ADJUSTMENT REFUSAL GUIDE
Figure 6.2.1 Adjustment refusal guide
Source: Galvin, 1992, p. 134.
When dealing with someone who has already received a written refusal and explanation, yet persists in requesting an adjustment, a writer may find the direct approach suitable for a second letter. When the reader ignores the first ‘indirect’ letter in which an adjustment is refused and simply repeats the request, the writer is justified in becoming more to the point.
Denying a person credit while keeping that person’s business is a challenge to the writer of credit refusals. Many people today regard credit as a right that cannot be denied them. These attitudes complicate the task facing the writer.
When denying credit, strive to sell the reader on becoming a cash customer. Other common reasons may be that the applicant has too small or too unsteady an income or, perhaps, no credit experience upon which to base a decision or, the applicant has spent too little time at one address. The most usual request for credit and, therefore, the most usual credit refusal is for a loan or for a credit card. Rather than view this type of letter as a denial of credit, the writer might use it to convince the applicant to become a cash customer or to pay COD (cash on delivery).
Credit Refusal Guide
Figure 6.2.2 Credit refusal guide
Source: Galvin, 1992, p. 136.
Steps in transmitting bad news
Following these steps will help ensure an effective letter.
6.2.1. Write a letter of refusal to:
6.2.2 To correct and rewrite a claim letter.
Rewrite the following claim letter to Specific Electronics Australia.
Use your own address.
6.3 PERSUASIVE LETTERS
A business correspondent should be able to persuade others through letters. The most common types of persuasive correspondence, that can readily illustrate the key aspects of persuasive letter writing are sales and collection letters.
Sales letters use the same technique and order of information as other persuasive letters. The practice you get in selling ideas and courses of action in sales letters should help you to become more effective in other areas of persuasion. They aim to motivate the reader to act by gaining attention and interest which leads to desire and action.
To achieve this, you need to know what you want to sell, the nature of the target group who will buy the service or product, and your competitors. The AIDA formula is again useful in ordering the information in a sales letter – see Figure 6.3.1.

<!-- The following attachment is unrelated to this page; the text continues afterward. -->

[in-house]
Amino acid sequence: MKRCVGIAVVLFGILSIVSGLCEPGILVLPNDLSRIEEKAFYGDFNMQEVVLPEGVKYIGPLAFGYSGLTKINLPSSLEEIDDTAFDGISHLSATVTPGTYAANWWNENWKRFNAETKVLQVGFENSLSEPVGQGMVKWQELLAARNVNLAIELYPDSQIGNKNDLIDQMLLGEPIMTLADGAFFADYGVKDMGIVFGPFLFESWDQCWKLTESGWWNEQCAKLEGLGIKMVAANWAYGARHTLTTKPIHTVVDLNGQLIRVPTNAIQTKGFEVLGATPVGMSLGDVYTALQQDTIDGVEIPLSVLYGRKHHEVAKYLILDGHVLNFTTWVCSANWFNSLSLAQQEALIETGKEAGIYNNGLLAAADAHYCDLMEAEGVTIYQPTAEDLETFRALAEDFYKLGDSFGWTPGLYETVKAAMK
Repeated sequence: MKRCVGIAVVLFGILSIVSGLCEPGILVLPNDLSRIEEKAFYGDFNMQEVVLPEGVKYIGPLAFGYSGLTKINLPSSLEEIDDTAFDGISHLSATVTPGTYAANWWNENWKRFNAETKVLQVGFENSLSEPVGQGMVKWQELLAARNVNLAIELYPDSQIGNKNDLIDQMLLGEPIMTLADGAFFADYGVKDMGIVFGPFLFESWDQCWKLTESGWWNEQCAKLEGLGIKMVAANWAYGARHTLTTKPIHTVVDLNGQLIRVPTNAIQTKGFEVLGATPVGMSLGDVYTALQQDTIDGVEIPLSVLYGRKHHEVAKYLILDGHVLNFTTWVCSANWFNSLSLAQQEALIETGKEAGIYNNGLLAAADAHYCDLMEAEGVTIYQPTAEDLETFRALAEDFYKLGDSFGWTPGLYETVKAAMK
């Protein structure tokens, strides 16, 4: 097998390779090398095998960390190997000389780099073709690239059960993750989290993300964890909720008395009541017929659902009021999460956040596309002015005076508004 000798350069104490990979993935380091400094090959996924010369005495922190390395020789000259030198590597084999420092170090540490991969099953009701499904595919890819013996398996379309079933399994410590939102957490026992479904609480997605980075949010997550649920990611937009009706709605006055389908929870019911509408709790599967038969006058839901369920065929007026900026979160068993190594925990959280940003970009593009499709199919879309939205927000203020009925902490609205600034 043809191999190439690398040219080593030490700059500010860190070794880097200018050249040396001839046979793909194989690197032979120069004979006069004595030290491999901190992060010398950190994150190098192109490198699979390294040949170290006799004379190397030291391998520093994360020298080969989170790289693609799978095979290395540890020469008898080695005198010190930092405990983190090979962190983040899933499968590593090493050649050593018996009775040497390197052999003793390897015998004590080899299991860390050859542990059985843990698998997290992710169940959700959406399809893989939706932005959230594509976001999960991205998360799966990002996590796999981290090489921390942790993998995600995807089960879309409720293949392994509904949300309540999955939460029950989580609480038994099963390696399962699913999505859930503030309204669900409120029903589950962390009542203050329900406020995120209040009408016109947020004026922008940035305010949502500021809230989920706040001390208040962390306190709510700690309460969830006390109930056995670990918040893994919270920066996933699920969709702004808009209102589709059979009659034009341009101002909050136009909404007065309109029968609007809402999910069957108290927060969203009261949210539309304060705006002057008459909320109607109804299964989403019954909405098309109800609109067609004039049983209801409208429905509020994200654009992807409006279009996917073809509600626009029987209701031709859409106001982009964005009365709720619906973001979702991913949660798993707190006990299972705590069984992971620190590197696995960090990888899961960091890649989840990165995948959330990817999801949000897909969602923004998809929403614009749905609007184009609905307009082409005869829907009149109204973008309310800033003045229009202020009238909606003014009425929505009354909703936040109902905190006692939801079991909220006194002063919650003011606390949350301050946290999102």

Sales letters generally fall into two categories, solicited and unsolicited; as do letters of application when selling yourself for future employment.
This type of sales letter is easier to write because the receiver had previously expressed interest in the product, sought further information, or made a specific enquiry.
Most people are not really interested in reading an unsolicited sales letter. That makes writing this type challenging because you have to stimulate a relatively uninterested reader.
It is important to become completely familiar with a product, idea or service before trying to write a sales letter. You must know:
Become familiar with the intended customers.
You need to appeal to the interests of the reader for the resulting letter to be effective. Often a sales letter is mailed to thousands of prospective buyers. For such letters it is worthwhile to devote much effort to finding out the nature of the intended readers, such as:
For example, if you are trying to attract customers for a lawn-care service, the letter will be geared to home owners who live in the suburbs.
You must work out exactly how the physical characteristics and capabilities of the product will benefit the reader. The physical characteristics of a certain brand of running shoes are a combination of lightweight rubber, canvas and colour. The benefits to the owner of such shoes, however, might be these kinds of factors: